Tuesday, August 26, 2014

Scaling a Mentoring Program

Image from: http://pixabay.com/en/users/OpenClips/

In my work with and within organizations that have mentoring programs I'm invariably asked about a common challenge: The program is getting extremely popular so how do we scale (expand) it?

Typically mentoring programs are set up by the Human Resources, Employee Training or Organizational Development department. These teams tend to be small and are made up of extremely resourceful (no pun intended) people who creatively do a lot for a company with very, very little. And while running a mentoring program does not usually require a lot of cold, hard cash it does take a lot of coordination, communication and time for it to be really successful.

Most formal mentoring programs are set up similarly with people signing up to be a mentor, a mentee or both. The signup usually includes a short profile that needs to be filled in by the applicant and includes questions about interests and expectations of the program. Once the deadline passes and the application period closes the daunting task of matching mentors and mentees is left up to the small team running the program. The time it takes for the team to read every mentor application, every mentee application, cross reference and discuss each possible match and then communicate the final mentor/mentee pairing decision is enormous. The folks involved in the matching exercise also have their "day jobs" thus extending the matching period even longer than first estimated.

As mentoring programs get more popular and companies find themselves with more applicants the pairing phase gets exponentially longer. In many instances this growth ends up freezing the pairing process. The program eventually becomes too successful for itself and gets put on hold never launching its next wave of mentoring relationships.

What can be done?

My answer to the matching bottleneck is for mentoring programs to put the onus back on the mentee to find their own match. I advise mentoring program coordinators to stop laboriously force matching people with the likely result that several of those pairs won't be good fits. Those program coordinators would instead spend that time:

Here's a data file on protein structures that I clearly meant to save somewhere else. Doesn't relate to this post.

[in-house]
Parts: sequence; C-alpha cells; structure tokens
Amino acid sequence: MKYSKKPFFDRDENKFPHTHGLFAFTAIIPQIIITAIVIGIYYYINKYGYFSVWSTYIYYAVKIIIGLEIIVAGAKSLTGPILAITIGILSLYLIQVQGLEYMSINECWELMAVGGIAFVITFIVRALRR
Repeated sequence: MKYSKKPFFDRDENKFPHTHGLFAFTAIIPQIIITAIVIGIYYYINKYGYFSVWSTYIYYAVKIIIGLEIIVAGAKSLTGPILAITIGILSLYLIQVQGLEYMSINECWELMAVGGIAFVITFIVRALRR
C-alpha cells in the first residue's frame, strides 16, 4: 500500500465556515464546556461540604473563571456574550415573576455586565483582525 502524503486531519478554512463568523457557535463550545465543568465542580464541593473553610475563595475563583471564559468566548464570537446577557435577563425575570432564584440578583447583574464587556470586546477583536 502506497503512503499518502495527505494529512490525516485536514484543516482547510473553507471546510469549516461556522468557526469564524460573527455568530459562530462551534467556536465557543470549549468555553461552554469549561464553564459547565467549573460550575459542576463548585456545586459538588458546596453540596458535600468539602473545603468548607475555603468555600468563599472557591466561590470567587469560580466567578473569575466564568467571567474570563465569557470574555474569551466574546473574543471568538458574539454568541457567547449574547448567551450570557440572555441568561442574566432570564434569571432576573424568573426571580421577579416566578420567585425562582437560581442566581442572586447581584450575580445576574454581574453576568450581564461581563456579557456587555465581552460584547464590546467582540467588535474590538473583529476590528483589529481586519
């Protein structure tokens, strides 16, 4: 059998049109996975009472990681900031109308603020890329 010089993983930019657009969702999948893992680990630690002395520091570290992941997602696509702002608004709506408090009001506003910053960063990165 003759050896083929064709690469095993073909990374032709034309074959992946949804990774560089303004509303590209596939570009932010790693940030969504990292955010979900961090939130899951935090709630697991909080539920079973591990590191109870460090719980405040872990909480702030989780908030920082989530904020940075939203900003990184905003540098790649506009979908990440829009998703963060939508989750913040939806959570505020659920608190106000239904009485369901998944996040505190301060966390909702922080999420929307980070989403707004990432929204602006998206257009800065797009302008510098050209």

1. Advertising and communicating about the program. A key part of a mentoring program's success is a company's visible support of the activity. This company backing essentially gives people "permission" to spend time seeking out mentors and enriching themselves with this activity.
  2. Offering learning sessions about what to look for in a prospective mentor and how to approach them.
  3. Offering learning sessions on how to be a good mentor and how to be a good mentee.
  4. Brainstorming with prospective mentees to come up with a candidate mentor list - a list of people they should consider approaching.

The above approach allows a small group of folks to set up a supportive structure for mentees. Mentor/mentee pairs who are not force matched have a far better chance of being successful because the participants picked each other with little direct intervention from an "outside" person. I see this as a win-win-win situation for all parties involved.

Sunday, August 17, 2014

Mentoring for the Wrong Reasons

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My main goal with the OnMentoring blog and YouTube channel is and has always been to inspire people to find or to become career mentors. It is usually far easier to convince someone to be a mentee compared to a mentor because the benefits are more obvious from the mentee's perspective. So this posting is highly unusual for me in that I want to refer to an article entitled "Mentor or Martyr? Beware the Rescuer Trap" by Manfred Kets de Vries about a set of circumstances when you should not become or continue as a mentor.

The article uses the term "Rescuer" to essentially mean someone who cannot separate their own emotional needs from those of the person they are trying to help. To the Rescuer the act of mentoring is more to fill a void in their own life rather than help another. Serial rescuers "feed off a vulnerable and dependent person and feel satisfied when able to elicit gratitude and appreciation". In other words a "rescuer" is in it for themselves which is the antithesis of why one should be mentoring. The article includes a set of insightful questions a mentor can ask themselves to ensure they are not "Rescuers". It's a really good read.

I'd like to share some additional bad reasons to be acting as a mentor:

  1. Don't do it to "look good" or "get promoted". As in the rescuer situation above someone that's mentoring solely so they look good to their own management is much too focused on themselves to be of any real use to a mentee.
  2. Don't do it purely to network. While networking is a likely outcome of most mentoring relationships one shouldn't become a mentor in order to immediately gain access to a mentee's contact list. The reverse is also true.
  3. Don't mentor as a replacement for good leadership. I've occasionally seen managers who were having problems leading their own team go and take on a mentee.  I can only speculate as to reasons why. Perhaps it was to make themselves feel worthy of their management role. In this situation I very strongly urge that person work on making their own team and their own relationships successful before dedicating any time to mentoring others.
Of course most people do not fall into any of these categories and so I continually ask everyone to consider becoming someone's mentor. And if you do happen to fall into one of these categories hopefully the issue can be resolved and you have a bright mentoring future ahead of you.